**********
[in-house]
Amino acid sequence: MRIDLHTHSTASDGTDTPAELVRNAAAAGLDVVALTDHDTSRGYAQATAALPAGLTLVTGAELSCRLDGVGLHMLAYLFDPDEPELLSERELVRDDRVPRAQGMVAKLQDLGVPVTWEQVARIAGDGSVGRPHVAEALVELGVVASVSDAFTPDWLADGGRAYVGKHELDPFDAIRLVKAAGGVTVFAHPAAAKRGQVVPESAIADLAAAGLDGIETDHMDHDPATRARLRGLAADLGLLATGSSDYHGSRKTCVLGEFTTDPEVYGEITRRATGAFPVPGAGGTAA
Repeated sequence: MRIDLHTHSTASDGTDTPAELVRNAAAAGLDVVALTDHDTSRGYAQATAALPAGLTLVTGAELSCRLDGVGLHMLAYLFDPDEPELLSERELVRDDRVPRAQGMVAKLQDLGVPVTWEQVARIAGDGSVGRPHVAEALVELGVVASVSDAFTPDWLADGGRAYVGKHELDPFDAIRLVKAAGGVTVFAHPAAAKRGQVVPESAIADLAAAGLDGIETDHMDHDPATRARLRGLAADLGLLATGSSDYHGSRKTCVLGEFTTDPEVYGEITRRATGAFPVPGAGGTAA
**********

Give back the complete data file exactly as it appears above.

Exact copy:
[in-house]
Amino acid sequence: MRIDLHTHSTASDGTDTPAELVRNAAAAGLDVVALTDHDTSRGYAQATAALPAGLTLVTGAELSCRLDGVGLHMLAYLFDPDEPELLSERELVRDDRVPRAQGMVAKLQDLGVPVTWEQVARIAGDGSVGRPHVAEALVELGVVASVSDAFTPDWLADGGRAYVGKHELDPFDAIRLVKAAGGVTVFAHPAAAKRGQVVPESAIADLAAAGLDGIETDHMDHDPATRARLRGLAADLGLLATGSSDYHGSRKTCVLGEFTTDPEVYGEITRRATGAFPVPGAGGTAA
Repeated sequence: MRIDLHTHSTASDGTDTPAELVRNAAAAGLDVVALTDHDTSRGYAQATAALPAGLTLVTGAELSCRLDGVGLHMLAYLFDPDEPELLSERELVRDDRVPRAQGMVAKLQDLGVPVTWEQVARIAGDGSVGRPHVAEALVELGVVASVSDAFTPDWLADGGRAYVGKHELDPFDAIRLVKAAGGVTVFAHPAAAKRGQVVPESAIADLAAAGLDGIETDHMDHDPATRARLRGLAADLGLLATGSSDYHGSRKTCVLGEFTTDPEVYGEITRRATGAFPVPGAGGTAA